The most significant change introduced by the Civil Investigation of Fraud (CIF) procedure is the removal of the underlying threat of prosecution, which was an integral part of the old Hansard investigation carried out by SCO. Where HMRC decides to investigate using the new CIF procedure, the taxpayer will be told at the outset that HMRC will not seek a prosecution for the tax fraud that is the subject of the investigation.
As a result of making the proceedings entirely civil, Special Civil Investigations (SCI) interviews will not be held under caution and nor will they be tape-recorded.
Finally, there will be a single meeting to discuss both direct and indirect tax matters. Pending the outcome of the ongoing review of HMRC powers, the powers relating to direct and indirect taxes remain separate and distinct. The meeting will therefore have to be structured so that the taxpayer is aware of what tax is being discussed and so that each tax is dealt with separately.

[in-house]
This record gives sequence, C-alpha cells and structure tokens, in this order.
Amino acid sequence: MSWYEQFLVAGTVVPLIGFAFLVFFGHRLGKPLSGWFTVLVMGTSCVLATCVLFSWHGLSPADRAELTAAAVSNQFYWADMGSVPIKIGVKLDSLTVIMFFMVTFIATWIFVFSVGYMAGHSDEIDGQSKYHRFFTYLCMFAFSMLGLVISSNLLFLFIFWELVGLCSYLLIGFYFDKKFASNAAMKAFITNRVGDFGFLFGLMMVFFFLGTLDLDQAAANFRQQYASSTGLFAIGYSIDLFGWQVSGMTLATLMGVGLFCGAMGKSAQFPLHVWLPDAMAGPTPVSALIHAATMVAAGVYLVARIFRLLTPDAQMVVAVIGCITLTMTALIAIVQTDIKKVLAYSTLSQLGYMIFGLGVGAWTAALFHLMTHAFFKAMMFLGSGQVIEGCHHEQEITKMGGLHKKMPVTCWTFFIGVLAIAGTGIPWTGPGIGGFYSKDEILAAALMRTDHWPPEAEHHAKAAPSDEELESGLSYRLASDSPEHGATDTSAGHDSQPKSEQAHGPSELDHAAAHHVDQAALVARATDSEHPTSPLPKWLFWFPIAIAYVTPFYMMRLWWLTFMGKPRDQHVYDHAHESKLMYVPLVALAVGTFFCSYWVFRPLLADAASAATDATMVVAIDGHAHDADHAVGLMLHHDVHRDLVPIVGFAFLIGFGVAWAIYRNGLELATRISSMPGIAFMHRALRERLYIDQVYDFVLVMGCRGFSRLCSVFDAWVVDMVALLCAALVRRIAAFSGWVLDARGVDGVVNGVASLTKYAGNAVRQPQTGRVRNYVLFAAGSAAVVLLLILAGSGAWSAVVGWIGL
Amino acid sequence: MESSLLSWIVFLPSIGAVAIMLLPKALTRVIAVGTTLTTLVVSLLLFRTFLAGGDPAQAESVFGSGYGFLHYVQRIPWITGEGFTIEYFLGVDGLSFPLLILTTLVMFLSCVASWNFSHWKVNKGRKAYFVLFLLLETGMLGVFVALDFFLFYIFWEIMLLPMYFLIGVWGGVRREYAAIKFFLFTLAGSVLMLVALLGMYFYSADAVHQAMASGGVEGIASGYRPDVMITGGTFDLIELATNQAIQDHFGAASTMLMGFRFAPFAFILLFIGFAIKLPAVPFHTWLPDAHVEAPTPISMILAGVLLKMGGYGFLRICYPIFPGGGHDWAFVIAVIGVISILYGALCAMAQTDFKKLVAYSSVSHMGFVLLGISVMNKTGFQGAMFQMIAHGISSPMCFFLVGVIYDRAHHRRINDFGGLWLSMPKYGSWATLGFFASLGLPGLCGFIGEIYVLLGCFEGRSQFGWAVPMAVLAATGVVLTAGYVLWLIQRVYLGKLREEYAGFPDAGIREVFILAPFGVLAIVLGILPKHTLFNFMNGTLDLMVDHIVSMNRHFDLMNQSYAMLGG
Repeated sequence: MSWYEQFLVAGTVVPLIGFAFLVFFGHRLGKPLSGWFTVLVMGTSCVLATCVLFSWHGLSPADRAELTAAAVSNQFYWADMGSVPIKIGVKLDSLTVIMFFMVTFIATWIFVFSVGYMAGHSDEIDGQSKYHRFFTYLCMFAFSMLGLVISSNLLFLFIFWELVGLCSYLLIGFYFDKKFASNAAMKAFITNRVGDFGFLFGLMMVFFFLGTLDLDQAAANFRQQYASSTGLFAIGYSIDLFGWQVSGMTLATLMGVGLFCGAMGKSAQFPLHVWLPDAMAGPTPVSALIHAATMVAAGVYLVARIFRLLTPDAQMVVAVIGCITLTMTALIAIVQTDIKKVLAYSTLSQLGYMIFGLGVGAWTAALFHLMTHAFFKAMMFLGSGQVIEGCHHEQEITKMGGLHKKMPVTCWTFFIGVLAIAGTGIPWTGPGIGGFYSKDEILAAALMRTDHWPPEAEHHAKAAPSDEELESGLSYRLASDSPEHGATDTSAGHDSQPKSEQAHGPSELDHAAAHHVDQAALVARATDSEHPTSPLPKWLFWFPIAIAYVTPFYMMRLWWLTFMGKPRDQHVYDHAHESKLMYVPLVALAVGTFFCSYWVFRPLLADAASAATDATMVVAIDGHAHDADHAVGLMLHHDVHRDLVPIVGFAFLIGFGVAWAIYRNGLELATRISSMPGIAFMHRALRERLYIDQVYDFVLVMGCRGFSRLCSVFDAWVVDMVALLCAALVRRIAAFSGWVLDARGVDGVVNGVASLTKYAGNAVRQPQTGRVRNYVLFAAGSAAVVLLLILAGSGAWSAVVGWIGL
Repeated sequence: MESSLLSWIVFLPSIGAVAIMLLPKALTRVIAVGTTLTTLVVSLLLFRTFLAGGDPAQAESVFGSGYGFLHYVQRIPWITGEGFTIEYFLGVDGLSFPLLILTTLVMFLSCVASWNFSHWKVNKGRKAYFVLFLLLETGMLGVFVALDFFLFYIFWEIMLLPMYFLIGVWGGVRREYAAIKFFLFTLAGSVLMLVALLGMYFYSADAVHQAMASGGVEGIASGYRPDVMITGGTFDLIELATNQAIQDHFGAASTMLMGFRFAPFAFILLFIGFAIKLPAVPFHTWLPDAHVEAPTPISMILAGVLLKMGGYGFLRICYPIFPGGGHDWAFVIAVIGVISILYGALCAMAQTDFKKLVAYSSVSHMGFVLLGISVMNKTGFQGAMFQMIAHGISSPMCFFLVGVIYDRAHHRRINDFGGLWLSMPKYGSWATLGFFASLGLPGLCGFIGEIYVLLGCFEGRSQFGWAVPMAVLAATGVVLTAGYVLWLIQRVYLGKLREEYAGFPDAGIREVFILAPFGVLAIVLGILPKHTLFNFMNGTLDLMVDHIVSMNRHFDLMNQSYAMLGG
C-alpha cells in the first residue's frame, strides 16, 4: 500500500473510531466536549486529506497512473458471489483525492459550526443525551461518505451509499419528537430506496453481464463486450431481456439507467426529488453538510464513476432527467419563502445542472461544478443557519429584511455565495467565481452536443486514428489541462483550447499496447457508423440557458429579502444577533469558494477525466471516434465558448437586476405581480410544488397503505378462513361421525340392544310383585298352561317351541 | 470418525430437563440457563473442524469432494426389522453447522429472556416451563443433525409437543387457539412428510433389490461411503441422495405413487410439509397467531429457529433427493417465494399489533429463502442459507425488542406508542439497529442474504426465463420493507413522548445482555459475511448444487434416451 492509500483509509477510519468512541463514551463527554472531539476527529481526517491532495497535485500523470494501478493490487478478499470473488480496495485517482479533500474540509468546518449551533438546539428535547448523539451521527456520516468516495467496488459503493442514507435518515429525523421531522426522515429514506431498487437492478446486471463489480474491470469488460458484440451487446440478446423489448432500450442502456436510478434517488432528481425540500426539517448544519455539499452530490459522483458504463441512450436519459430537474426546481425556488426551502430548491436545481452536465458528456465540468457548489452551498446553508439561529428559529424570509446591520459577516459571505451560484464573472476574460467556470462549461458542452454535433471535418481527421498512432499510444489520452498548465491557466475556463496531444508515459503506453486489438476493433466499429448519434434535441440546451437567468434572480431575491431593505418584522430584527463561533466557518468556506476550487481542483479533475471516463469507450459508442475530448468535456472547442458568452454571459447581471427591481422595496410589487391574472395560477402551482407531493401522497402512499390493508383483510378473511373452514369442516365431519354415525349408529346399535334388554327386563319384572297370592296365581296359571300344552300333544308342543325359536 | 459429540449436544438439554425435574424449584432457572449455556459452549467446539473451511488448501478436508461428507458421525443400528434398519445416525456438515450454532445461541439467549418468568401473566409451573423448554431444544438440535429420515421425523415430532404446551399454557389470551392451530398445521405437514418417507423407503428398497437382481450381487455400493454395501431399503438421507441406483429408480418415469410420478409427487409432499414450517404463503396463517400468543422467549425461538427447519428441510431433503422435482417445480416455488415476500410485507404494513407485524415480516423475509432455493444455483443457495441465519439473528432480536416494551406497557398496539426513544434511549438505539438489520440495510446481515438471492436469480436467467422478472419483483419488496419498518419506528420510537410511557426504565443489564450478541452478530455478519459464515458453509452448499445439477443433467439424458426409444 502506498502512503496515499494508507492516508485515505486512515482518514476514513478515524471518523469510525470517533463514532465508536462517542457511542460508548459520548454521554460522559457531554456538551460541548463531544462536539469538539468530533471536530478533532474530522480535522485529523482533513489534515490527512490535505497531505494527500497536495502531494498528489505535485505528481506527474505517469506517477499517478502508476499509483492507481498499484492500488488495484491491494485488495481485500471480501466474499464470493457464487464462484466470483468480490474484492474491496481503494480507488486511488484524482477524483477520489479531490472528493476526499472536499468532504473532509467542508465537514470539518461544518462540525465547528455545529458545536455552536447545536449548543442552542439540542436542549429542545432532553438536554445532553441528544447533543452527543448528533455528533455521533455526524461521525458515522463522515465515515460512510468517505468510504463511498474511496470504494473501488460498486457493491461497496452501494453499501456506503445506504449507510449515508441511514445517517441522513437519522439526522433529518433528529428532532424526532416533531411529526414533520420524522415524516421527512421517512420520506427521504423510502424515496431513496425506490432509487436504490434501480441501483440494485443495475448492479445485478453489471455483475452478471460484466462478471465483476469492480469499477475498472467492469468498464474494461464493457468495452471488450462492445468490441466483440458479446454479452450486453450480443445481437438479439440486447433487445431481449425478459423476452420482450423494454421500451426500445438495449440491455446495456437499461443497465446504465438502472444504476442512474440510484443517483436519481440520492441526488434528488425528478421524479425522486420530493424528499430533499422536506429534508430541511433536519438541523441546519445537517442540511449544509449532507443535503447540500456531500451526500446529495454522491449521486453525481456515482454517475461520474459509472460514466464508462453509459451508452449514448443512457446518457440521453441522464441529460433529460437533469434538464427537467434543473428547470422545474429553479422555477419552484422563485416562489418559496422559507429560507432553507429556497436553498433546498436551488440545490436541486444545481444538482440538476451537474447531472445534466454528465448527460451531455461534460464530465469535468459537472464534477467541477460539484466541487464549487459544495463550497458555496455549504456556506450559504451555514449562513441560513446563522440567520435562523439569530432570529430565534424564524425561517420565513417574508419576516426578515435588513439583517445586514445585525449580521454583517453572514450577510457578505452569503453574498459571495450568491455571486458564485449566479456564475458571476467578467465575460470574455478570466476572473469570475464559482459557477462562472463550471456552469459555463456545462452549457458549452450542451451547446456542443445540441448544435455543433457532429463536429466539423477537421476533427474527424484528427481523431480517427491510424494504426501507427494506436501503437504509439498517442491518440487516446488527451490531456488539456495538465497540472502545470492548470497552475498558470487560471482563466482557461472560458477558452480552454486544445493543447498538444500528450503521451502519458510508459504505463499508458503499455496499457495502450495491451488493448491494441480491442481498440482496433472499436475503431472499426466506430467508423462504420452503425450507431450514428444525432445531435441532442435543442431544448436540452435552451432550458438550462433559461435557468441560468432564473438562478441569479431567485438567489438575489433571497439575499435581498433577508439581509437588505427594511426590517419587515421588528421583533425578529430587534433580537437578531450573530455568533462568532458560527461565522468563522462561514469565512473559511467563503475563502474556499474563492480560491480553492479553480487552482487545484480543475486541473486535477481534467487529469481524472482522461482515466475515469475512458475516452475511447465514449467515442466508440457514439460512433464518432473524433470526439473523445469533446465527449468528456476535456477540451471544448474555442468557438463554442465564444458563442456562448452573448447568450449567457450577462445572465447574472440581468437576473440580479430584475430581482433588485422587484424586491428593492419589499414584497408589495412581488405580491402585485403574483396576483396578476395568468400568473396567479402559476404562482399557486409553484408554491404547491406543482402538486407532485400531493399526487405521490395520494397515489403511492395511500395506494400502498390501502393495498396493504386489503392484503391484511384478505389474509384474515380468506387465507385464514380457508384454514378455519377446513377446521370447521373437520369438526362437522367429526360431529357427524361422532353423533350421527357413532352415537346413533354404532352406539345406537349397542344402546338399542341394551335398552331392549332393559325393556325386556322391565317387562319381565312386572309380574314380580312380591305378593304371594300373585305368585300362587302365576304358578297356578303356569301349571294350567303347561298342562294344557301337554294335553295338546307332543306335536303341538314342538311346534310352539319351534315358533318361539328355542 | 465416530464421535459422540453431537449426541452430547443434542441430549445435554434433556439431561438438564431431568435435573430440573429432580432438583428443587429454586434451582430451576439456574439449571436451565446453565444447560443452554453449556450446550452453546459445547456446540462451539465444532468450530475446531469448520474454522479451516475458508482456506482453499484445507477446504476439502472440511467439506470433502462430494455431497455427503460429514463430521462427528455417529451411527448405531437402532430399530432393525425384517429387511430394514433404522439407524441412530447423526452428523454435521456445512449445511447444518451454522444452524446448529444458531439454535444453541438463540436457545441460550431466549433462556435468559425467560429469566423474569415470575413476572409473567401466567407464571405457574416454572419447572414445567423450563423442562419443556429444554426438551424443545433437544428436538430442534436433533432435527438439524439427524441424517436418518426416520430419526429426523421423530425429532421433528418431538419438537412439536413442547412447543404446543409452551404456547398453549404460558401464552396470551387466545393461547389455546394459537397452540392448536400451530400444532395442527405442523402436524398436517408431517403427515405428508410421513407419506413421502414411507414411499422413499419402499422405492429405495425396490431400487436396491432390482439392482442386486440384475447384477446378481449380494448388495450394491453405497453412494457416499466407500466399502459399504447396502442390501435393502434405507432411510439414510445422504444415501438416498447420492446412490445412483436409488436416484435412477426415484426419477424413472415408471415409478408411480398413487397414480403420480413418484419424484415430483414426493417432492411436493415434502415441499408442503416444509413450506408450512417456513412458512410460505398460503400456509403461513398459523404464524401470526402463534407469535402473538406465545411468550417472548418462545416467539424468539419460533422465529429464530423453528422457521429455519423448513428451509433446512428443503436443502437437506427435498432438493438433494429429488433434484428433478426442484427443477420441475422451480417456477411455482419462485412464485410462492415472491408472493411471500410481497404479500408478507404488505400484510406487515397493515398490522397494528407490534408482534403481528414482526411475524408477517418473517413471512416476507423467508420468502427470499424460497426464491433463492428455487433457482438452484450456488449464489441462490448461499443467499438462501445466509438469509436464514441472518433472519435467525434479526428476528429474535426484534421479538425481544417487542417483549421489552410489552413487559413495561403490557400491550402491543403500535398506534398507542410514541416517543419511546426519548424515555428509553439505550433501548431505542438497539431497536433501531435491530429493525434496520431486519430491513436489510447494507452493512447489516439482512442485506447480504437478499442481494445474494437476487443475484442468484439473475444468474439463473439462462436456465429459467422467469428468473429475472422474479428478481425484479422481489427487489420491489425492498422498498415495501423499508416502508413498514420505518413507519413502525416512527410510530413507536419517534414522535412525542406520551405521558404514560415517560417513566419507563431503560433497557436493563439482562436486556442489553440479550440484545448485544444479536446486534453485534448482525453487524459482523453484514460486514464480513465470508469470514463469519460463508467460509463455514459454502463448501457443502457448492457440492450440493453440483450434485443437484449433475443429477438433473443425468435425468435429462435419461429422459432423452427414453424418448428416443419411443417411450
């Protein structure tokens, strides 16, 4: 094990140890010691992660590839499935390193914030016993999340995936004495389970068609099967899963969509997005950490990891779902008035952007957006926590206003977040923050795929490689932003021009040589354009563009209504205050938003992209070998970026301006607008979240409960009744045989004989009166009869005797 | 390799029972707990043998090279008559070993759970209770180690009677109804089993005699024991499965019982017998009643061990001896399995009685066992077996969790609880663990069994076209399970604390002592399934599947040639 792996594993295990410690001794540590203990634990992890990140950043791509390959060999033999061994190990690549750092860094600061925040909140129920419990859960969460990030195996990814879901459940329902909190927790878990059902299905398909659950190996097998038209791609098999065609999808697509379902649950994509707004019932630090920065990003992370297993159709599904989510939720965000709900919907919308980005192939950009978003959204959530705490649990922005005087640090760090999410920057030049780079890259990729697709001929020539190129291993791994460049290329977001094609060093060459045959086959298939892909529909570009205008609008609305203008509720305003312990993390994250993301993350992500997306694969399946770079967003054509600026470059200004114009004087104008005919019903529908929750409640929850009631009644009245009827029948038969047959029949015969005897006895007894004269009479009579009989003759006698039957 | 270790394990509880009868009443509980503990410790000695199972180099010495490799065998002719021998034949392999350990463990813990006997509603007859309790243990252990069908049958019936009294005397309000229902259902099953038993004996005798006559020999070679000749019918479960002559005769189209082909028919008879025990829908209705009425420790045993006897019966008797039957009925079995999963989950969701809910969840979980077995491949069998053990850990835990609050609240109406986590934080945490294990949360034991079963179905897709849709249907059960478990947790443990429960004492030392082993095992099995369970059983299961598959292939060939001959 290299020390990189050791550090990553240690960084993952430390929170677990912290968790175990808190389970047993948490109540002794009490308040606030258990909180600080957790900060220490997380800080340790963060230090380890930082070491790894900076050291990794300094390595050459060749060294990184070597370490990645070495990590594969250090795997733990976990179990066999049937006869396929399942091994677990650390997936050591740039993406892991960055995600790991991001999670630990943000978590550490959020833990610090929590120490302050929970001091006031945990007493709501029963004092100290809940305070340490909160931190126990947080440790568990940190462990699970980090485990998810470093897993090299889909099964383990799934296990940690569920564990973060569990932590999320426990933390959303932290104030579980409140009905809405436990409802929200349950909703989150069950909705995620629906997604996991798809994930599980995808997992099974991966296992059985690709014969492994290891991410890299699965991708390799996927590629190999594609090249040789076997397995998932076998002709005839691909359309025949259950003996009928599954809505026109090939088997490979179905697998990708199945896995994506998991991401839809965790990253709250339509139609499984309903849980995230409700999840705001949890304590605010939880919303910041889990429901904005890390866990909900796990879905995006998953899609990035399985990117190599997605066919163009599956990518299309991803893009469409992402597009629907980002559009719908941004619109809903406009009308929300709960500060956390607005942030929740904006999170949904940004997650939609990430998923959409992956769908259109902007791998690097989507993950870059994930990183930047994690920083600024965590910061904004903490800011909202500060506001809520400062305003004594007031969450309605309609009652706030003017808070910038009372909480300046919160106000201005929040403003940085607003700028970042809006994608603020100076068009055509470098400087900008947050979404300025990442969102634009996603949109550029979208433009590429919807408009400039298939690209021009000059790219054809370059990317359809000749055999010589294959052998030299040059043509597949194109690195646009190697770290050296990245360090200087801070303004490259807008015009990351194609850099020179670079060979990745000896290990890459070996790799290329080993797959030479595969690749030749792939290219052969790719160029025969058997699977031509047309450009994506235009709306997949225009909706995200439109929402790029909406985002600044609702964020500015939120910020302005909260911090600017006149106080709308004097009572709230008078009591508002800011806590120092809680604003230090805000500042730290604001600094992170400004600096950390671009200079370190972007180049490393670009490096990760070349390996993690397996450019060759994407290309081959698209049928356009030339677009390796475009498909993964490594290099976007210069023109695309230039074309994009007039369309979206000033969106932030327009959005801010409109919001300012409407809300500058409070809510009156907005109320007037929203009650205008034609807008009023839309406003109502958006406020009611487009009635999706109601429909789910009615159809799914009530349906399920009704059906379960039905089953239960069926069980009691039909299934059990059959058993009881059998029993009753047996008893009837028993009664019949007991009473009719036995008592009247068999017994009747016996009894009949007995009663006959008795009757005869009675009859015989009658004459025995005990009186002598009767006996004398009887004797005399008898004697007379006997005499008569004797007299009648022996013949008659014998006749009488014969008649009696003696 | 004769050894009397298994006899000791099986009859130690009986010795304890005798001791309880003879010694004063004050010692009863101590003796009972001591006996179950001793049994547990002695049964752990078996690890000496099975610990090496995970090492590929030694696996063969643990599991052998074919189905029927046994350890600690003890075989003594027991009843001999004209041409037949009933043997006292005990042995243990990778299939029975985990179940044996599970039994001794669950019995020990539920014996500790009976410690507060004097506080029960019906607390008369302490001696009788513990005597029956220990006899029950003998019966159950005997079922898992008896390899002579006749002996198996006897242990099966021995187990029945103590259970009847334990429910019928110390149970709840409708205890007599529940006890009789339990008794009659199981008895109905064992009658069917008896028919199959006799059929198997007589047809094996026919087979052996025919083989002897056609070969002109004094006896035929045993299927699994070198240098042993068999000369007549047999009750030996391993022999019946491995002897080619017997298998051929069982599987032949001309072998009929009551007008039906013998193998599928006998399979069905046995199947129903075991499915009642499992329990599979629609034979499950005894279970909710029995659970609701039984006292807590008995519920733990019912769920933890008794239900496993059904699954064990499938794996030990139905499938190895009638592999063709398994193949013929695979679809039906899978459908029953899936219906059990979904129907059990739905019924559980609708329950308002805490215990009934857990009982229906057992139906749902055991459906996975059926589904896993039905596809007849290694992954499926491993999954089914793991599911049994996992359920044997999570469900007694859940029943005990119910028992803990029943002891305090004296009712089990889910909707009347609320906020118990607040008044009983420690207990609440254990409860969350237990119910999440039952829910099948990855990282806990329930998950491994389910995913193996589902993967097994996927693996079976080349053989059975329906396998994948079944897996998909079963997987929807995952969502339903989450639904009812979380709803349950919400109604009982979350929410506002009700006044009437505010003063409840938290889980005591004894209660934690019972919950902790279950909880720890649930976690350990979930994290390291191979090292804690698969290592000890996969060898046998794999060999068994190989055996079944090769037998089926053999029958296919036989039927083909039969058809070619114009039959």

When the investigation is complete, the tax, interest and penalty in respect of both direct and indirect taxes will have to be negotiated. The way in which the penalty is calculated will depend on the return period:-
The threat of prosecution is only lifted in respect of the tax fraud itself. Having been given the opportunity to make a complete disclosure, the taxpayer who, in the course of a civil investigation, makes materially false statements or provides materially false documents with the intention to deceive will still face the possibility of a criminal prosecution. The prosecution would, however, be in respect of the deceitful conduct, not the tax fraud being investigated.
If HMRC decides not to use the CIF procedure, they can instead refer the matter to the RCPO for consideration for prosecution where they consider it necessary or appropriate. The civil procedures are unlikely to be offered in the cases outlined in the prosecution policy statement issued by the Inland Revenue on 14th July 2004. Instead, HMRC would seek to mount a prosecution in respect of the tax fraud itself.